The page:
By many metrics, the US economy is doing well — but most voters still disapprove of Biden’s handling of it. If they want to win elections, Democrats should run on reviving the temporary COVID welfare state they let expire.
President Joe Biden and Senate majority leader Chuck Schumer (D-NY) speak briefly to reporters at the US Capitol after a meeting on March 2, 2023 in Washington, DC. (Drew Angerer / Getty Images)
By many major indicators, the economy under President Joe Biden is doing great.
Real GDP has grown 5 percent since 2019. Unemployment has fallen to a low of 3.7 percent after a peak of around 15 percent in the early days of the COVID-19 pandemic. And inflation, although still higher than pre-pandemic levels, appears to be receding. Real wages are up by 3.5 percent since Biden took office, with low-wage workers seeing the biggest of those gains between July 2022 and July 2023.
Yet many Americans still seem decidedly unhappy with economic conditions today. Several recent polls have found that people in the United States hold negative views of the economy and of how President Biden has been handling it, despite the rosy macroeconomic indicators. For instance, the Michigan Consumer Sentiment Index, which has been measuring consumer confidence levels nationwide since 1978, found that consumers’ feelings about the economy and their personal finances — although up from an all-time low last summer — were still quite negative in August 2023. And a July New York Times poll found that only 20 percent of Americans would rate economic conditions today as “excellent” or “good.” (By contrast, 49 percent rated the economy “poor.”)
This disconnect has led many pundits to wonder what’s going on, with some chalking up Americans’ low opinion of “Bidenomics” to partisanship or ignorance. Look beyond top-line metrics like GDP growth or unemployment, though, and you’ll find a more complicated story. Many Americans report struggling financially, in part because of the discontinuation of many early pandemic welfare policies. So even as the US economy has reaped continued benefits from those programs and is seeing a jobs boom driven in part by the federal government’s historic investments in clean energy and domestic manufacturing, many people are understandably resentful at feeling like the ladder’s been kicked out from under them.
The situation shows that high-level metrics like GDP growth and unemployment are not good proxies for Americans’ quality of life — or for economic justice. It also demonstrates the need for a progressive economic program of combining ambitious “demand-side” welfare policies with “supply-side” investment programs like the Inflation Reduction Act (IRA). That combination is likely to be more conducive to actually helping people — while also being politically popular.
Bidenomics: Success and Failure
We can’t dismiss the high points of today’s economy or the role Biden and national Democrats have played in rebuilding it. Real GDP and job growth have not just rebounded from the early COVID recession — they have outpaced the recovery of many other advanced capitalist countries. The United States has also been outperforming most of these nations in lowering both inflation and unemployment. The resulting tight labor market has even helped lower income inequality for the first time since the 1980s.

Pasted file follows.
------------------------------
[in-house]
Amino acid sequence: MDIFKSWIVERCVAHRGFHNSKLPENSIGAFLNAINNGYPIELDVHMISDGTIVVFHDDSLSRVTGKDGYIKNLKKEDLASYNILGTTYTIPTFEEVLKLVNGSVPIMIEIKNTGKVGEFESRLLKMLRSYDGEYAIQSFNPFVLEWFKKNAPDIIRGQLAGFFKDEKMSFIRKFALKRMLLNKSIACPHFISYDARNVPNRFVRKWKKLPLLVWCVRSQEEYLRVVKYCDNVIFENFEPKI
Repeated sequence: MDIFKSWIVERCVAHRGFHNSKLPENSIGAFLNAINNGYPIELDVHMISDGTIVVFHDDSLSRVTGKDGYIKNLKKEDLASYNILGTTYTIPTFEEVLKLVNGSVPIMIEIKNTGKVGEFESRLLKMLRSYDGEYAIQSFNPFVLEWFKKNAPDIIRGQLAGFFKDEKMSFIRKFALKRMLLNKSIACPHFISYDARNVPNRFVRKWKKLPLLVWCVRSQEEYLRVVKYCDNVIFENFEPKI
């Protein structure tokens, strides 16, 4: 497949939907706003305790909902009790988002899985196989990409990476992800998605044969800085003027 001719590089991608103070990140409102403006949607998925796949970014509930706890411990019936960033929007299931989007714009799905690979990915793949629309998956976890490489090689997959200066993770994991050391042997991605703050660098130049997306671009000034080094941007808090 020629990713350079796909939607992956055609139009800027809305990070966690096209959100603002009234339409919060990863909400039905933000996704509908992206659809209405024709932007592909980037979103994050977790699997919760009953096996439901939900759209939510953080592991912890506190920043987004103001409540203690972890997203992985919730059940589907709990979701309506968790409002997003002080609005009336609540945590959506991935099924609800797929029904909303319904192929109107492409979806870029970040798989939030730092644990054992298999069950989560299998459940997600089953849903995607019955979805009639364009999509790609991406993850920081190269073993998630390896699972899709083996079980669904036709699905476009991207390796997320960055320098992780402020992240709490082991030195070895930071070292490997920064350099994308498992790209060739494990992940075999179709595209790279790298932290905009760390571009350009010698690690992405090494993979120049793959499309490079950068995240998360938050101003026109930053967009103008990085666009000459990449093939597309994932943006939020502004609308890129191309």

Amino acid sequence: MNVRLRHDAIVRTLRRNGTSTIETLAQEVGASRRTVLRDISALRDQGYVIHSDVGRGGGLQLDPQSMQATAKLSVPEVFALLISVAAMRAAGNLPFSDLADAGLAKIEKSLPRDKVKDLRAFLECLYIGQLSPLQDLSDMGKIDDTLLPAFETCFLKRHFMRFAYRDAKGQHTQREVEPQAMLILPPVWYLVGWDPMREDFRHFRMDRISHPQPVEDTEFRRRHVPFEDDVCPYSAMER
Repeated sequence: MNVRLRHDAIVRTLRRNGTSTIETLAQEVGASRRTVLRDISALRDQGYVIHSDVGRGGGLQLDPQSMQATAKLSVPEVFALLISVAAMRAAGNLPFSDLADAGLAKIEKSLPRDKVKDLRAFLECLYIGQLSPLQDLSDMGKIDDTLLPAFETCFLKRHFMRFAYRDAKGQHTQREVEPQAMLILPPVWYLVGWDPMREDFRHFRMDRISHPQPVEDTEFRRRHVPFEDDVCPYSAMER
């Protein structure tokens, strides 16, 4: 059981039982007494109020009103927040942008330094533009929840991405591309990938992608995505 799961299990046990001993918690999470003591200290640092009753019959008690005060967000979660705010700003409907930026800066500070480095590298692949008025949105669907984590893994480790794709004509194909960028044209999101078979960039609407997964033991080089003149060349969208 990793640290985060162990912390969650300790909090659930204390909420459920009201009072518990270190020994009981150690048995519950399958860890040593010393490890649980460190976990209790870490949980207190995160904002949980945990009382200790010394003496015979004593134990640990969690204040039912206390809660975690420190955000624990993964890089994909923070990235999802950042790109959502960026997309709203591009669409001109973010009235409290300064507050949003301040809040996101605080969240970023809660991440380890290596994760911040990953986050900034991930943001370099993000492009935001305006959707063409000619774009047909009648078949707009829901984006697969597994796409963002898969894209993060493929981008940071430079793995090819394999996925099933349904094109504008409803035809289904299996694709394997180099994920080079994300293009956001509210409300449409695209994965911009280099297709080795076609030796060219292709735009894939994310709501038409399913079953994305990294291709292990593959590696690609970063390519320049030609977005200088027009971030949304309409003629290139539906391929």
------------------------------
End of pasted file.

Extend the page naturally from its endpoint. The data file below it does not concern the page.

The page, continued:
Biden and Democrats in Congress can take some credit for all this. The relatively generous welfare policies they passed at the beginning of the pandemic helped stimulate demand, making the recession shorter and the recovery from it stronger than would have been the case otherwise. More recent policies, like the Bipartisan Infrastructure Bill, the IRA, and the CHIPS Act, have made major investments in domestic manufacturing, further buoying the economy.
So why aren’t Americans celebrating Bidenomics? In a perceptive article at the New Republic, Kate Aronoff points out that many people simply aren’t aware of — and probably don’t viscerally care about — the administrations’ efforts to address climate change and create jobs, including the IRA. The problem is that many of these policies are “pretty boring,” Aronoff says: “Few people get up in the morning excited about the U.S. share of manufacturing employment, or tax credits to install heat pumps.” She goes on to argue that such projects should be married to more visible public investments in things like parks, swimming pools and national forests, and government support for the arts and culture — making sure that “people are having a nice time,” and that they know the government is responsible for it.
Fair enough. Creating communal spaces for leisure has long been an important element of progressive and left-wing political projects. But disapproval of Biden’s economic record isn’t just about ignorance or indifference to his policy achievements. Lots of Americans today really are dealing with economic hardship. Consider a few results from the Federal Reserve Board of Governors’ 2022 Survey of Household Economics and Decisionmaking (SHED):
73 percent of adults said they were doing OK financially — down 5 percent from the year prior.
The share of adults in 2022 who said they were financially worse off than a year ago stood at 35 percent, the highest level recorded since the SHED started asking the question in 2014.
23 percent of adults said that their spending had increased in the past year but that their income had not.
The Census Bureau’s Household Pulse Survey contains similar revelations: food insecurity, for instance, is at its highest level since Biden was inaugurated.
Giving With One Hand, Taking With the Other